Saturday, March 31, 2012

Over and Over... cast and solar viewing

Team Awestronomy's adventures again here, featuring:
Anthony (edible comets), Nathan (black holes & solar viewing), Jimmy (galaxies and sunspotter), Emil (REAL comets), Kyle (solar viewing), in no particular order, got their act together again, or we should say, over and over...cast...

OK, the weather did not cooperate with us yesterday (our planned last Saturday of March), the clouds roamed around the whole morning (sometimes quite menacingly: check out the sky in the pictures), leaving us with basically little chance to show the Sun off through our Coronado. Yep, no flares in sight this time...
Nevertheless, the Breeze (finally) got a handle of us a this event (can you spot the Breeze photographer in the crowd in the above picture?). Until the Breeze article sees the light, here are some snapshots of the goodies of the day:

The sunspotter spotted the clouds and some tree branches, which was still sort of cool... (not only little) people were still fascinated by this little simple device:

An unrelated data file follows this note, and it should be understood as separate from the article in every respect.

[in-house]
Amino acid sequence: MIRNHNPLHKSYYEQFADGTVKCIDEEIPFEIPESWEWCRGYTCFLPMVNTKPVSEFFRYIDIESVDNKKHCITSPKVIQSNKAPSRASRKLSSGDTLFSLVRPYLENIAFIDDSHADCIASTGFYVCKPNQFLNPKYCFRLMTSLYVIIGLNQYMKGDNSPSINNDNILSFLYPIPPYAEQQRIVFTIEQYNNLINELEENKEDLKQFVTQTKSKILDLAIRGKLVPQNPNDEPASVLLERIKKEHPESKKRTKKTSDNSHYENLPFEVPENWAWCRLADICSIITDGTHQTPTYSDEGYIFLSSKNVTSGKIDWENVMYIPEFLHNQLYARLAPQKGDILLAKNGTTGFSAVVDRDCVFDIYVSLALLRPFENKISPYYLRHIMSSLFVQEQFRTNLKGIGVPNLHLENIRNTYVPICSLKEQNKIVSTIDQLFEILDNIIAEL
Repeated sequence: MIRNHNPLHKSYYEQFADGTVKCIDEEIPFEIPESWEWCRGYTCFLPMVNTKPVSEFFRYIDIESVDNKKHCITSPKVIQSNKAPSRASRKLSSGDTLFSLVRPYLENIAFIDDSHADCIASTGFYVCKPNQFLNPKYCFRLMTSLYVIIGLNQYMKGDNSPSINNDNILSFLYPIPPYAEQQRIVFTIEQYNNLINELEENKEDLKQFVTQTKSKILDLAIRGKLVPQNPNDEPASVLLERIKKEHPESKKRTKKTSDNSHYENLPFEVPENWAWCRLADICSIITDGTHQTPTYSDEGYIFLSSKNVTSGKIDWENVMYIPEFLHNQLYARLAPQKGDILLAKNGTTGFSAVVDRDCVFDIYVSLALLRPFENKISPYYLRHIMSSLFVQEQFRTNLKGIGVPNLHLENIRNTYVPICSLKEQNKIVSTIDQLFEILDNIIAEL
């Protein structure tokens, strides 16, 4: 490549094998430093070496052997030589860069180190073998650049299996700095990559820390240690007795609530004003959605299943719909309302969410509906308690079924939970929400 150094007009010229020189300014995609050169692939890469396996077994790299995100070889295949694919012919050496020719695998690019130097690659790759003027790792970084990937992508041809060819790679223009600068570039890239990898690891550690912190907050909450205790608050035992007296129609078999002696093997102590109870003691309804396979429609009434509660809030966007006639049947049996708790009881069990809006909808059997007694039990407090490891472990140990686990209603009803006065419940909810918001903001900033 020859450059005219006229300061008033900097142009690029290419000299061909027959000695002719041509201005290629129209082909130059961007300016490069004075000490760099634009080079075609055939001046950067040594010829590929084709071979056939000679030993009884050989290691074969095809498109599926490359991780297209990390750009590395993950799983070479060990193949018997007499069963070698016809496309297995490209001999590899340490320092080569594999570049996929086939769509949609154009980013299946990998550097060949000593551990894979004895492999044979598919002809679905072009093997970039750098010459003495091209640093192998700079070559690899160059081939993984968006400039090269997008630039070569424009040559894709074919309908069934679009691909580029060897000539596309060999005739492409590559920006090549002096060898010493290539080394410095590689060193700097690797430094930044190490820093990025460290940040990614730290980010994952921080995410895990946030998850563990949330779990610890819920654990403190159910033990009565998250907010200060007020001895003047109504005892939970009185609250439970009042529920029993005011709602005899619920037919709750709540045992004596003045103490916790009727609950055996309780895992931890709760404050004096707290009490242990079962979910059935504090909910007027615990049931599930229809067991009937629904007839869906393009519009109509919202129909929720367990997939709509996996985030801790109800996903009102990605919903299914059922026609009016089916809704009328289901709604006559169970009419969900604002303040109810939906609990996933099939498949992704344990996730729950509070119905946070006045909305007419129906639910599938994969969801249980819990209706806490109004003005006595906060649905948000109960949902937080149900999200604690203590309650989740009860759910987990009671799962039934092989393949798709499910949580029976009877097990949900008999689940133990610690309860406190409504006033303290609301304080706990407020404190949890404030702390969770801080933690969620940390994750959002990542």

The comet making was a big success (again!), from enchanted audience by the setting up process to happy clients, I mean learners about what it takes to produce that comet tail, with both the edible models and the real -non-edible-ones:

(phufff, we were so lucky those meteorites fell on Earth right there near our Market booth and right then -- we're only there 10am-noon)

- anyway, if you're interested in the recipe, you just have to ask. we'll provide it, ~30 million times smaller than the actual one, but for sure with no delay..

wow! look at that tail...

Asteroid and crater production were also quite popular this Saturday:

.... and we also featured guest scientists with us presenting little motors powered by squishy circuits (just so you know how those gyros aboard satellites like the Hubble Space Telescope look like):

All in all, and you can go here to check out some more pictures about today's making of the comets (both types), asteroid and crater involvement, and even some close to successful picking through the telescope.